Aware of the significance of the debate to take place in the British parliament in late March, Russian diplomats in London pulled out all stops to mobilize allies to oppose an Anglo-Russian conflict.[21][22] Russian diplomats spent significant funds on diplomacy and propaganda.[22] It had assured the support of about twenty British newspapers, and begun printing and distribution of many leaflets arguing against the "Russian armament" proposal of Pitt the Younger, as the issue became known in contemporary British discourse.[23] Russian supporters included merchants with influence at the London Stock Exchange, writers and publicists such as John Paradise ("Doctor Johnson"), as well as members of the British Parliament, such as the son of Thomas Dimsdale, Charles Fox, Edmund Burke and others.[24][25]

In the days before the British debate, the Dutch had offered to negotiate between Russia and the Triple Alliance, and Auckland reported that he saw documents in which Frederick Wilhelm questioned the need for the war and expressed concerns over the militant Austrian attitude (according to Polish historian Jerzy Łojek, that was either Auckland's own or Russian misinformation, or a combination of both).[26] The debate begun on March 29.[27] Despite criticism from the minority opponents, like Charles Fox, the House of Commons expressed its approval for the war with Russia thrice on that day.[28] However, over the next two or three days, debates within Pitt's own government resulted in a drastic change of plans.[29] The specific reasons for this sudden conflict within Pitt's government are not fully understood; Łojek suggests it was through the influence of Fox, Auckland and the Russian diplomacy on several of its members.[29] Pitt could have forced the issue by creating a new government, but he decided that was not a viable solution, as a crisis in the government could result in an unpredictable shift of power.[29] By mid- and late April, with William Grenville, 1st Baron Grenville replacing Francis Osborne, 5th Duke of Leeds as the Foreign Secretary, the British policy was now set as pro-Russian, and anti-French.[30]

A British courier with an ultimatum and a joint British-Prussian declaration to Russia arrived in Berlin on the night of April 3 to 4, but before he left, was intercepted on April 8 by another courier ordering a delay.[31] It was only in early June that Prussia realized that British politics had taken a significant shift, and Britain no longer desired a war with Russia.[32] This meant the end of the Triple Alliance.[32]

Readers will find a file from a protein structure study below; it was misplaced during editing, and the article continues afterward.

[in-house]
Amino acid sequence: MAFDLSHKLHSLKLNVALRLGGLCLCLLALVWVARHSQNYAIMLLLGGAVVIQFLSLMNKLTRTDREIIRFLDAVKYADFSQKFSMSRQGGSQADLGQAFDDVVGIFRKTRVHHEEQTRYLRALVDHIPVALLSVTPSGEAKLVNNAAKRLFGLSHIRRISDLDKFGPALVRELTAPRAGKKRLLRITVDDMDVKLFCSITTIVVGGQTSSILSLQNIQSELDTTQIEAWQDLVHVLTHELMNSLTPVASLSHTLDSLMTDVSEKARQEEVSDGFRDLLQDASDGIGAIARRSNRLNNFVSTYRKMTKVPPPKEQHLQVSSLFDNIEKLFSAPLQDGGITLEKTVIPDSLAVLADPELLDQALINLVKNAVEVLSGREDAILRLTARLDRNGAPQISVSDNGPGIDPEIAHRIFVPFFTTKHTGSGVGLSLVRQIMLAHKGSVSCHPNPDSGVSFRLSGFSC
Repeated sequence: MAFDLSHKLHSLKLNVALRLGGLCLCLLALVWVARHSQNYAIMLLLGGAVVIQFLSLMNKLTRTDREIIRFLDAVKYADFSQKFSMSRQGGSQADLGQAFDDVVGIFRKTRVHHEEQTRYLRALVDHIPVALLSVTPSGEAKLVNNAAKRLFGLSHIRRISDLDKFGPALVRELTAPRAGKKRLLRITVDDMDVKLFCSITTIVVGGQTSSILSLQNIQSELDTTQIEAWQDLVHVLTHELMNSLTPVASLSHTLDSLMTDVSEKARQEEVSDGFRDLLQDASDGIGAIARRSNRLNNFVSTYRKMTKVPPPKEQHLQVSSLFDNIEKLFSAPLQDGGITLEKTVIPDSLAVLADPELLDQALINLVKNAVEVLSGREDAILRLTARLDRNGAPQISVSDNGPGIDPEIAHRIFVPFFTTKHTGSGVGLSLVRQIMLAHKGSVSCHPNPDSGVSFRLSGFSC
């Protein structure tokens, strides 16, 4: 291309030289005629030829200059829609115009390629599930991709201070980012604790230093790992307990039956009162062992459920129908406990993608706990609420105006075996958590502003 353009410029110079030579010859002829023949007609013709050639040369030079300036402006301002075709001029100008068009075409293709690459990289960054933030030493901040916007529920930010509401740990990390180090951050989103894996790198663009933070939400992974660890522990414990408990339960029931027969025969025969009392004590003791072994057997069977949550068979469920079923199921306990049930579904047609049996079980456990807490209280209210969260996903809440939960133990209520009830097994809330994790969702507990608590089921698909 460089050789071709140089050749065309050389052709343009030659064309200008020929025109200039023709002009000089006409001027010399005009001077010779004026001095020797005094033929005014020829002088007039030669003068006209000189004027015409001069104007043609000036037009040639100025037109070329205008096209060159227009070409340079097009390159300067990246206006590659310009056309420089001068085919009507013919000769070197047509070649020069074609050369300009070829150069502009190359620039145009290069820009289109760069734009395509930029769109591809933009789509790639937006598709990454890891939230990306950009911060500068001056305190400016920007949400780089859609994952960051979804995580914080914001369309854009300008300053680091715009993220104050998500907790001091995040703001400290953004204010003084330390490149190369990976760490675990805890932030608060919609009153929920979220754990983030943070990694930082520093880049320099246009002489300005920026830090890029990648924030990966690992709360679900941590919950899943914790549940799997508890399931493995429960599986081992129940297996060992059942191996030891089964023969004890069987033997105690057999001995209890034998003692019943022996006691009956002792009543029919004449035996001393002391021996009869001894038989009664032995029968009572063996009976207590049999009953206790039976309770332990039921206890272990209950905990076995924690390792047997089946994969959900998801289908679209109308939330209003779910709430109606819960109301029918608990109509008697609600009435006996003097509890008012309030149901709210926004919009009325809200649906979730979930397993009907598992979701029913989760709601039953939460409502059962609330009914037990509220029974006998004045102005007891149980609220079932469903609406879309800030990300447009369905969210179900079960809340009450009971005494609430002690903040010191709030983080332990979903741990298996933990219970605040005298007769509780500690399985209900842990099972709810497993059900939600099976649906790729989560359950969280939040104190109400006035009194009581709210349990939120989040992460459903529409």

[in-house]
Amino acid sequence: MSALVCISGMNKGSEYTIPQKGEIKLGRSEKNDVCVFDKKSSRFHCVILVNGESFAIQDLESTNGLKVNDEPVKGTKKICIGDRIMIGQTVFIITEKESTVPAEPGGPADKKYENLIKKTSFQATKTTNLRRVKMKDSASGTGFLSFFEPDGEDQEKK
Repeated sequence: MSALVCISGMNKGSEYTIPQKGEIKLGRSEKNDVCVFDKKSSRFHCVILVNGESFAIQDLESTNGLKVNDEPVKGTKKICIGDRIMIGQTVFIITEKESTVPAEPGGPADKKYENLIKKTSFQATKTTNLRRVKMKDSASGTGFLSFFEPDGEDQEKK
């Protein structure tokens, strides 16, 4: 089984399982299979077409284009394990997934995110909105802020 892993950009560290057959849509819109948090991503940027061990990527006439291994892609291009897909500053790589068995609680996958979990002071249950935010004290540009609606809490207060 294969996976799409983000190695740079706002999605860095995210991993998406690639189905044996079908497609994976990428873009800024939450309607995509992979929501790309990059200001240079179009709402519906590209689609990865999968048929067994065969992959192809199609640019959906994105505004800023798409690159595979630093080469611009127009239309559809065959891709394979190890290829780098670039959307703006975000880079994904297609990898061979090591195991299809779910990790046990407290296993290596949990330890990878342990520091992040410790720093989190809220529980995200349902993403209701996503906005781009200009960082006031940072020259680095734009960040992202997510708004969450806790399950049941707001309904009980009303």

Aftermath[edit]

The end of the alliance was cemented by the British-Netherlands-Prussian-Russian treaty of 26 July 1791, in which the Triple Alliance de facto capitulated to all Russian demands, accepting all Russian territorial demands on Ottomans.[33] Within two years all the signatories of the alliance were at war with France following the outbreak of the French Revolutionary War.

Łojek notes that historiography of the fall of the Triple Alliance is sparse, as it was overshadowed by the interest in issues related to the French Revolution; as he notes, a war that never started is much less interesting than the revolution that changed the world.[23] He notes that the end of the alliance was a triumph of the Russian diplomacy, and failure of the British one, as well as a personal failure of Pitt, who since this defeat removed himself from the British foreign policy.[34] From the Polish perspective, he notes that the failure of the Polish diplomacy to pursue an alliance with the Triple Alliance was another major factor which resulted in its weakening, and by correspondingly strengthening Russia, this Polish inactivity contributed to the fall of Poland.[34] He notes that although some Poles, like Antoni Augustyn Deboli, argued for an alliance with Great Britain, king Stanisław August Poniatowski, who controlled most of Polish diplomacy, refused to stand in opposition to Russia, which in hindsight was a major blow for Poland.[35]

See also[edit]

References[edit]

Citations
  1. ^ a b c Łojek 1986, p. 23
  2. ^ Bauer 1991, p. 48
  3. ^ a b Barnes 1939, pp. 224–225
  4. ^ Łojek 1986, pp. 22–23
  5. ^ Łojek 1986, p. 70
  6. ^ Łojek 1986, p. 73
  7. ^ Łojek 1986, p. 92
  8. ^ Łojek 1986, p. 93
  9. ^ Łojek 1986, pp. 102–103
  10. ^ Łojek 1986, p. 74
  11. ^ Łojek 1986, p. 75
  12. ^ Łojek 1986, p. 76
  13. ^ Łojek 1986, pp. 75–76
  14. ^ Łojek 1986, pp. 90–91
  15. ^ Łojek 1986, p. 94
  16. ^ Łojek 1986, p. 125
  17. ^ Łojek 1986, pp. 96–97
  18. ^ Łojek 1986, pp. 125–126
  19. ^ Łojek 1986, p. 126
  20. ^ Łojek 1986, pp. 100–101
  21. ^ Łojek 1986, p. 97
  22. ^ a b Łojek 1986, pp. 108–109
  23. ^ a b Łojek 1986, p. 109
  24. ^ Łojek 1986, p. 110
  25. ^ Łojek 1986, pp. 111–112
  26. ^ Łojek 1986, pp. 113–114
  27. ^ Łojek 1986, p. 114
  28. ^ Łojek 1986, p. 118
  29. ^ a b c Łojek 1986, pp. 118–119
  30. ^ Łojek 1986, p. 121
  31. ^ Łojek 1986, pp. 128–129
  32. ^ a b Łojek 1986, p. 130
  33. ^ Łojek 1986, p. 143
  34. ^ a b Łojek 1986, pp. 144–145
  35. ^ Łojek 1986, pp. 147–148
Bibliography